Stephen J. Schueler, M.D.

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Limited Scleroderma Anorexia

Many patients with scleroderma will suffer from anorexia. Anorexia means a loss of appetite. Anorexia is a persistent problem with many chronic diseases. It is also a common side effect of many medications used to treat chronic disease.

Good nutrition is an important part of a successful treatment program.

Home care for anorexia includes:

  • Avoid stomach irritants such as aspirin or ibuprofen.
  • Avoid excessive caffeine and other stimulants.
  • Check with your doctor about drinking alcohol.
  • Do not force yourself to eat at standard times. Eat when you are hungry instead.
  • Concentrate on eating a healthy diet. Avoid junk foods.
  • Select healthy, high-calorie foods that you enjoy.
  • Eat more frequent, smaller meals.
  • Get some exercise every day.
  • Keep a daily log of your weight.
  • Don't smoke. Nicotine can suppress the appetite.
  • Ask your doctor or nutritionist about dietary supplements.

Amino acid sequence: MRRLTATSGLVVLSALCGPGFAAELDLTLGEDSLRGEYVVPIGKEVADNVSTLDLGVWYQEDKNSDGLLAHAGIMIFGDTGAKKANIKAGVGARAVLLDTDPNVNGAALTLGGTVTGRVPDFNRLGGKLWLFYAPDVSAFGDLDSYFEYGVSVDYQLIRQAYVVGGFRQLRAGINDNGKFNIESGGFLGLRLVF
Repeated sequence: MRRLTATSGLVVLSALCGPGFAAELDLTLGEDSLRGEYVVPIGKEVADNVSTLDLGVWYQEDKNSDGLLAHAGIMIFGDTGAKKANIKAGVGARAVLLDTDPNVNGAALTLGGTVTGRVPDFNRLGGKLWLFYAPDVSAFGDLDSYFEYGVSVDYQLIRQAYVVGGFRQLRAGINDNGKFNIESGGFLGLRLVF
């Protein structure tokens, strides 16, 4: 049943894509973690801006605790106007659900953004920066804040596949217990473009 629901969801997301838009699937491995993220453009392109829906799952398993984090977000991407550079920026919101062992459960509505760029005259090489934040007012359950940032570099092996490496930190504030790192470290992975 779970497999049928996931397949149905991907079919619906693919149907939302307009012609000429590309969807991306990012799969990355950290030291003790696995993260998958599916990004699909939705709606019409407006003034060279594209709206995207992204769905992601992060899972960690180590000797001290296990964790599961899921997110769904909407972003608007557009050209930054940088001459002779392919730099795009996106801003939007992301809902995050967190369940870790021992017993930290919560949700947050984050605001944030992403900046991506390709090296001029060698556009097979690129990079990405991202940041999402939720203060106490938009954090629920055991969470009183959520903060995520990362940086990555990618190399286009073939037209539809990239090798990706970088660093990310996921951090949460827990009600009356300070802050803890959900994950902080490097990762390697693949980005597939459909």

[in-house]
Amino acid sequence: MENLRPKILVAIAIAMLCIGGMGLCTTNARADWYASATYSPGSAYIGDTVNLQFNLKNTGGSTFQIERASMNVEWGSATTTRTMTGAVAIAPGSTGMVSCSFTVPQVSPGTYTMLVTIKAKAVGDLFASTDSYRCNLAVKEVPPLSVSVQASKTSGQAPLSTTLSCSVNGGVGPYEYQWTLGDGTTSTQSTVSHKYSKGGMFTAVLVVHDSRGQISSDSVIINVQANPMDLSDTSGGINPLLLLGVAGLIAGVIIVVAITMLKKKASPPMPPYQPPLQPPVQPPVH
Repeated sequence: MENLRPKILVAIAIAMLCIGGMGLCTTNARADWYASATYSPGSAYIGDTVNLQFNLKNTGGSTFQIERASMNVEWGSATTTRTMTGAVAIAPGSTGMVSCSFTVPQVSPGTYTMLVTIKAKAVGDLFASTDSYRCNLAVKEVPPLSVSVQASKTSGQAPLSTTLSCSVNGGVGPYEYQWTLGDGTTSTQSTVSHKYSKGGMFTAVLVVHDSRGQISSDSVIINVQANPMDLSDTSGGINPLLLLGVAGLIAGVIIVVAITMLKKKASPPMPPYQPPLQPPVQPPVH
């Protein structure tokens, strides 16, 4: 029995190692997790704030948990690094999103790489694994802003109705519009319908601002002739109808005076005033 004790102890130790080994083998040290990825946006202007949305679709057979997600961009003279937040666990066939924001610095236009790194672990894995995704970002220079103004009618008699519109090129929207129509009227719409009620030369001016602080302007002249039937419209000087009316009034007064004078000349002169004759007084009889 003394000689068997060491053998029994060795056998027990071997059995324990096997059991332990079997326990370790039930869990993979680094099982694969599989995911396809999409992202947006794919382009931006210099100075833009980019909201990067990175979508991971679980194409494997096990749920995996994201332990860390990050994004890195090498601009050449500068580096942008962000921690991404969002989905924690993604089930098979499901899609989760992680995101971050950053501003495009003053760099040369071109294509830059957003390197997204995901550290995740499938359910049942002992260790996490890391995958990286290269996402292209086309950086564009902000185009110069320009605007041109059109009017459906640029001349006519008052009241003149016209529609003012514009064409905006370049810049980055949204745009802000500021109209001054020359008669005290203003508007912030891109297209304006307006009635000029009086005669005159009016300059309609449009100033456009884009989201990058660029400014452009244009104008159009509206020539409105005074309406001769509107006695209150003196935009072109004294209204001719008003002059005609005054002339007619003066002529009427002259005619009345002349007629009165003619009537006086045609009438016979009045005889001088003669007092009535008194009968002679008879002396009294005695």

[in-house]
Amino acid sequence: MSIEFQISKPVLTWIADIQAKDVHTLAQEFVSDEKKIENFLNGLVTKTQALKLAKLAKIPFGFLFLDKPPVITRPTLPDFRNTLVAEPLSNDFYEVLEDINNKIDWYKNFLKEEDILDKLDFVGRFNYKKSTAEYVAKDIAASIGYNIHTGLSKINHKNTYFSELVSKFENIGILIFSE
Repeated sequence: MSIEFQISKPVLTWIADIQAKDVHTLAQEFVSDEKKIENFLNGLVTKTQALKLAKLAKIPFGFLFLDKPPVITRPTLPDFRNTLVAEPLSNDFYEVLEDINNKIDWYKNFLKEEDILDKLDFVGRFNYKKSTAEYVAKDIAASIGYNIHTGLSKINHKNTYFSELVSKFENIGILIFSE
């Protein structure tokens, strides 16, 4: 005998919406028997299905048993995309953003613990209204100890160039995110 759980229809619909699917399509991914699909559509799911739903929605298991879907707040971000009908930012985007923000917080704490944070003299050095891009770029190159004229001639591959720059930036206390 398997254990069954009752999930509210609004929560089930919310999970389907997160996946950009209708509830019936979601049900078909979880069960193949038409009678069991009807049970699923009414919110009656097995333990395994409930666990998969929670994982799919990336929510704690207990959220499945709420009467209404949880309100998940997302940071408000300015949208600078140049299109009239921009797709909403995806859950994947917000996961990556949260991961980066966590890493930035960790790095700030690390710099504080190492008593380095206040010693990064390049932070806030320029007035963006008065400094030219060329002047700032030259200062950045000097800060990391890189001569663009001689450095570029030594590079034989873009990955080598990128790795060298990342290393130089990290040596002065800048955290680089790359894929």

• Ask your doctor if any medications you may be taking can cause anorexia.
  • Take any prescribed medications as directed.
  • Anti-nausea medications:
  • Appetite stimulants:

Continue to Limited Scleroderma Diet

Last Updated: Jan 4, 2011 References
Authors: Stephen J. Schueler, MD; John H. Beckett, MD; D. Scott Gettings, MD
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PubMed Limited Scleroderma References
  1. Bottoni CR, Reinker KA, Gardner RD, Person DA. Scleroderma in childhood: a 35-year history of cases and review of the literature. J Pediatr Orthop. 2000 Jul-Aug;20(4):442-9. [10912598]
  2. Haustein UF. Systemic sclerosis-scleroderma. Dermatol Online J. 2002 Jun;8(1):3. [12165213]
  3. Zulian F. Scleroderma in children. Pediatr Clin North Am. 2005 Apr;52(2):521-45, vii. [15820378]
  4. Zulian F. Systemic manifestations in localized scleroderma. Curr Rheumatol Rep. 2004 Dec;6(6):417-24. [15527700]
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